In my last column, I wrote about a Mexican nun who wrote in the 17th century and became a famous, recognized literary figure even though she took the habit early in her life. Today, I would like to continue with another Mexican writer who not only is famous but is also a Nobel laureate in literature and a product of the 20th century. Octavio Paz (1914-1998) was not only an excellent writer, poet, diplomat and an overall well-rounded "Renaissance man," he was also an excellent representative of the Mexican ethos. I wonder how wellknown he is today, particularly here in Taos. You know the famous words: so close and yet so far…
Octavio Paz (author of "The Labyrinth of Solitude"), educated and influenced by European literature and philosophy (and also oriental religions and philosophies), was also a diplomat and very much a citizen of the world. However, he never gave up on his Mexican origin, and he became known and respected all over Latin America. In his book, "The Labyrinth of Solitude," he analyzes some of the Mexican cultural traits, so different from its neighbors in the north. Solitude is not exactly loneliness. Solitude is what makes a people take refuge behind cultural myths and beliefs that help deal with the mysteries of life and death. Solitude is the umbrella that covers the only two losses that mark our lives: birth and death.
These two most important events unite people instead of separating them. Paz talks of the Day of the Dead as a cultural phenomenon that brings groups together, and the myth acts as the epoxy that glues communities. Also, it is a way to conquer the fear of death that afflicts so many here north of the river.
Paz excellently describes how the Mexican masks his feelings. Sorry, but he does speak of the "Mexican man". I will address his section on women in a second. He does an excellent job in comparing the Mexican with the North American, so close and yet so different. The wonderful thing is that he is no judge. He is simply a superb analyst.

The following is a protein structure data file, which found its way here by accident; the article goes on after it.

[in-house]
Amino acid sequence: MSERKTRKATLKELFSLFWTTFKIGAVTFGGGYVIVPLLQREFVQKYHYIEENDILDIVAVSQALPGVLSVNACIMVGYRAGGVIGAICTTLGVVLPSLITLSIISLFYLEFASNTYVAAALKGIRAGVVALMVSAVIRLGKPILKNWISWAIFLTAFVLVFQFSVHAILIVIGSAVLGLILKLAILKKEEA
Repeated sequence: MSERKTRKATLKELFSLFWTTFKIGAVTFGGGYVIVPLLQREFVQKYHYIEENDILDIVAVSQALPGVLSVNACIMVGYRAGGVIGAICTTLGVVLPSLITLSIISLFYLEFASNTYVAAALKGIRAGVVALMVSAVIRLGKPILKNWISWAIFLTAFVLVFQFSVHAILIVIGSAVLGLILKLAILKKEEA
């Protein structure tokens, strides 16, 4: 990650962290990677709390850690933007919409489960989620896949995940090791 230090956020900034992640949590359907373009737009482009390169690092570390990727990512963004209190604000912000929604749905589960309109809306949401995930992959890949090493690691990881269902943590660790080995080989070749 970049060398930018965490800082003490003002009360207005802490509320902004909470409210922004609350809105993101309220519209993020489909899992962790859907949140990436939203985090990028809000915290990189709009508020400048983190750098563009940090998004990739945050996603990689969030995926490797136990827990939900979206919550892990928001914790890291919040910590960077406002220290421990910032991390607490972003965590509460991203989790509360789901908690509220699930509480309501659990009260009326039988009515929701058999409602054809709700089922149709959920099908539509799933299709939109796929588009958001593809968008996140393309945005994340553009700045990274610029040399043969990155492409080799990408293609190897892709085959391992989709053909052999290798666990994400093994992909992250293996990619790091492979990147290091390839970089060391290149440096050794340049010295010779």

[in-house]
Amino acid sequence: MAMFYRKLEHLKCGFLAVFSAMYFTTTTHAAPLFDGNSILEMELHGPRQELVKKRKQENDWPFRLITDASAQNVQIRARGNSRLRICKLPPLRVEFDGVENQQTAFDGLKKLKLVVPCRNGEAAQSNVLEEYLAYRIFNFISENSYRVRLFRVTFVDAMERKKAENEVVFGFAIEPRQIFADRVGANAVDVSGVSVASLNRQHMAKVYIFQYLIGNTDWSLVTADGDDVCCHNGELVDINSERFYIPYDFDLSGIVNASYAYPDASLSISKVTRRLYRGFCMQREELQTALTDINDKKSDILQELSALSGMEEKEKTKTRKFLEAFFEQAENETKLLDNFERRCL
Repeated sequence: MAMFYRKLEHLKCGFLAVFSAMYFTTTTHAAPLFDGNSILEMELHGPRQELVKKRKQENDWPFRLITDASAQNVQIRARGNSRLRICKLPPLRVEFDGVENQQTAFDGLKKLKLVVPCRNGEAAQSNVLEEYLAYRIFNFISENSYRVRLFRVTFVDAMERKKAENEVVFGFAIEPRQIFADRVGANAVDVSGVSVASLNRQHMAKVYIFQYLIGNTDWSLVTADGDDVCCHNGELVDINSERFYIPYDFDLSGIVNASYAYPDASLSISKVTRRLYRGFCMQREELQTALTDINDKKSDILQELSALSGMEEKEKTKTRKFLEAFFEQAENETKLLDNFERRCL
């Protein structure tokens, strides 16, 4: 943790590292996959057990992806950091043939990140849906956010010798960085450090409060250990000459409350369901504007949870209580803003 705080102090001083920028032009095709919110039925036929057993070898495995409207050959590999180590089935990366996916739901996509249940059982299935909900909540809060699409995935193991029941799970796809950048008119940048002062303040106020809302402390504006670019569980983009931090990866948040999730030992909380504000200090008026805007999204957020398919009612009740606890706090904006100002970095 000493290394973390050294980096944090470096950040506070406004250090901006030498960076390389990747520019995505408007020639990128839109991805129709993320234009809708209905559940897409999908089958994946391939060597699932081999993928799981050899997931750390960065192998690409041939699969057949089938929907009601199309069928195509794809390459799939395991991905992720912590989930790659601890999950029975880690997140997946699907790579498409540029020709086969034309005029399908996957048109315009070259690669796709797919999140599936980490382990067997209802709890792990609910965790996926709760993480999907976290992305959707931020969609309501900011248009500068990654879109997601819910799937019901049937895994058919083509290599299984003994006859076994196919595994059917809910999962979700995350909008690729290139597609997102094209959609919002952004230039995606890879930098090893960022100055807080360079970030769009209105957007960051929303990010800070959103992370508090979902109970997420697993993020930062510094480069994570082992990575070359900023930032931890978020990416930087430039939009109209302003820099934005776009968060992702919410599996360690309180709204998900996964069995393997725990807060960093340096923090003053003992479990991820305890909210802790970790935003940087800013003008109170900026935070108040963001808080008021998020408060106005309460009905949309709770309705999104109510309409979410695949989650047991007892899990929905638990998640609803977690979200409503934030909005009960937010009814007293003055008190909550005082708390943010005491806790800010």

Unfortunately, today in North America we seem to be attacked by an epidemic of loneliness, definitely aided and abetted by social media, but we do not have the cultural ethos that Mexico does. We are beset by an individualism that cannot help us confront crises and a positivism that stands in the way of behaving like true communities.
Yes, groups and communities exist in America, but they seldom represent a national culture. They seldom agglutinate folks. Instead, they often act more to spread people apart with all the "collateral" damage that can cause.
For Paz, the solitude can be cured by love and the love of a woman. However, women cannot act independently of men. "Women live prisoners of the image imposed by men," Paz wrote.
For Paz, it is very difficult for women to truly love, to elect, to be truly themselves. Interestingly, men also have difficulty being truly themselves because, like the women that are prisoners of societal rigors, men cannot act freely and conquer their fears. The bottom line is that life is a duality between good and bad, love and hate, real and ideal, rational and irrational.
Friends, today we are joined by different crises, by different social phenomena that threaten our very core, not only as individuals but also as a nation, a community of people. Thus, I thought that it was quite interesting and enriching to use the work of a 17th century nun and a respected and illustrious 20th century writer, both Mexican, to try to make sense of the mess we are in.
After all, there is nothing new under the sun, right, so why not take advantage of some of the best the world has already produced? We have plenty of room to enrich ourselves and take advantage of work that is readily available and so close to us.
Read the Spanish version of this column here.